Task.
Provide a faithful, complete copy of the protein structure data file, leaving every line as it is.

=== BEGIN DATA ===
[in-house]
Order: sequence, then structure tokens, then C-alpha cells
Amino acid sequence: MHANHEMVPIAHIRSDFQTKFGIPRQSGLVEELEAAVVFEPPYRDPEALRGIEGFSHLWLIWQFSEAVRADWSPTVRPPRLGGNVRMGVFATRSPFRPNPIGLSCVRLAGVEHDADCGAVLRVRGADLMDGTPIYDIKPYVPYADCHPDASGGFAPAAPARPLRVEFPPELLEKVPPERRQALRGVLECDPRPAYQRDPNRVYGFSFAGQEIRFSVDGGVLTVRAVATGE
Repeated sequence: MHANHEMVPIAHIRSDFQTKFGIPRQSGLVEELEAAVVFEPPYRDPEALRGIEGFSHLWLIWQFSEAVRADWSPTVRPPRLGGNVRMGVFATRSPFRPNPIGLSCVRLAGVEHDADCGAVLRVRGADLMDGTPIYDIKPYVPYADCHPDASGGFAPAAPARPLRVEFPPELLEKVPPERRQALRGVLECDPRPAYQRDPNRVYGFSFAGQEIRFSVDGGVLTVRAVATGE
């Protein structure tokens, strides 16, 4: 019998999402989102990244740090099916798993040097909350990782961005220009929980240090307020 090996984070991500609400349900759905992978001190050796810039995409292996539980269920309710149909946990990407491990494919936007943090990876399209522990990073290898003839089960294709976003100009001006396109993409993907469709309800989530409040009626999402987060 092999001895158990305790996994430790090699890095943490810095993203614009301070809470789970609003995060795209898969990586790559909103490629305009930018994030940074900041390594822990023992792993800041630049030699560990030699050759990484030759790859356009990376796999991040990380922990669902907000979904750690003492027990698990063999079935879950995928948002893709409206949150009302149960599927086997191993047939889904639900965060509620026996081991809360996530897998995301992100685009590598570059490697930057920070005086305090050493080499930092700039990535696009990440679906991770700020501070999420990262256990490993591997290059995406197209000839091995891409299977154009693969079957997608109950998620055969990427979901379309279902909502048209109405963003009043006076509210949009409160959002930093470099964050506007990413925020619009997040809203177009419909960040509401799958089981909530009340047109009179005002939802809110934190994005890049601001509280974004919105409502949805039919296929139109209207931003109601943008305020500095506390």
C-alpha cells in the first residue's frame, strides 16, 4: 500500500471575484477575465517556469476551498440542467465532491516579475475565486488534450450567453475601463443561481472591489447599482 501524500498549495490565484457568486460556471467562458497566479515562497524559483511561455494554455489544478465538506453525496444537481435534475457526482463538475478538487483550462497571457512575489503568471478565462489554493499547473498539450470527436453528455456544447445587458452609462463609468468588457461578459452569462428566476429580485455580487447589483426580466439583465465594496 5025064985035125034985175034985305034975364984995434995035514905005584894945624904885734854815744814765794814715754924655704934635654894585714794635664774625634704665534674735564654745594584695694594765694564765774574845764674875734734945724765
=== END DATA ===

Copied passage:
[in-house]
Order: sequence, then structure tokens, then C-alpha cells
Amino acid sequence: MHANHEMVPIAHIRSDFQTKFGIPRQSGLVEELEAAVVFEPPYRDPEALRGIEGFSHLWLIWQFSEAVRADWSPTVRPPRLGGNVRMGVFATRSPFRPNPIGLSCVRLAGVEHDADCGAVLRVRGADLMDGTPIYDIKPYVPYADCHPDASGGFAPAAPARPLRVEFPPELLEKVPPERRQALRGVLECDPRPAYQRDPNRVYGFSFAGQEIRFSVDGGVLTVRAVATGE
Repeated sequence: MHANHEMVPIAHIRSDFQTKFGIPRQSGLVEELEAAVVFEPPYRDPEALRGIEGFSHLWLIWQFSEAVRADWSPTVRPPRLGGNVRMGVFATRSPFRPNPIGLSCVRLAGVEHDADCGAVLRVRGADLMDGTPIYDIKPYVPYADCHPDASGGFAPAAPARPLRVEFPPELLEKVPPERRQALRGVLECDPRPAYQRDPNRVYGFSFAGQEIRFSVDGGVLTVRAVATGE
């Protein structure tokens, strides 16, 4: 019998999402989102990244740090099916798993040097909350990782961005220009929980240090307020 090996984070991500609400349900759905992978001190050796810039995409292996539980269920309710149909946990990407491990494919936007943090990876399209522990990073290898003839089960294709976003100009001006396109993409993907469709309800989530409040009626999402987060 092999001895158990305790996994430790090699890095943490810095993203614009301070809470789970609003995060795209898969990586790559909103490629305009930018994030940074900041390594822990023992792993800041630049030699560990030699050759990484030759790859356009990376796999991040990380922990669902907000979904750690003492027990698990063999079935879950995928948002893709409206949150009302149960599927086997191993047939889904639900965060509620026996081991809360996530897998995301992100685009590598570059490697930057920070005086305090050493080499930092700039990535696009990440679906991770700020501070999420990262256990490993591997290059995406197209000839091995891409299977154009693969079957997608109950998620055969990427979901379309279902909502048209109405963003009043006076509210949009409160959002930093470099964050506007990413925020619009997040809203177009419909960040509401799958089981909530009340047109009179005002939802809110934190994005890049601001509280974004919105409502949805039919296929139109209207931003109601943008305020500095506390």
C-alpha cells in the first residue's frame, strides 16, 4: 500500500471575484477575465517556469476551498440542467465532491516579475475565486488534450450567453475601463443561481472591489447599482 501524500498549495490565484457568486460556471467562458497566479515562497524559483511561455494554455489544478465538506453525496444537481435534475457526482463538475478538487483550462497571457512575489503568471478565462489554493499547473498539450470527436453528455456544447445587458452609462463609468468588457461578459452569462428566476429580485455580487447589483426580466439583465465594496 5025064985035125034985175034985305034975364984995434995035514905005584894945624904885734854815744814765794814715754924655704934635654894585714794635664774625634704665534674735564654745594584695694594765694564765774574845764674875734734945724765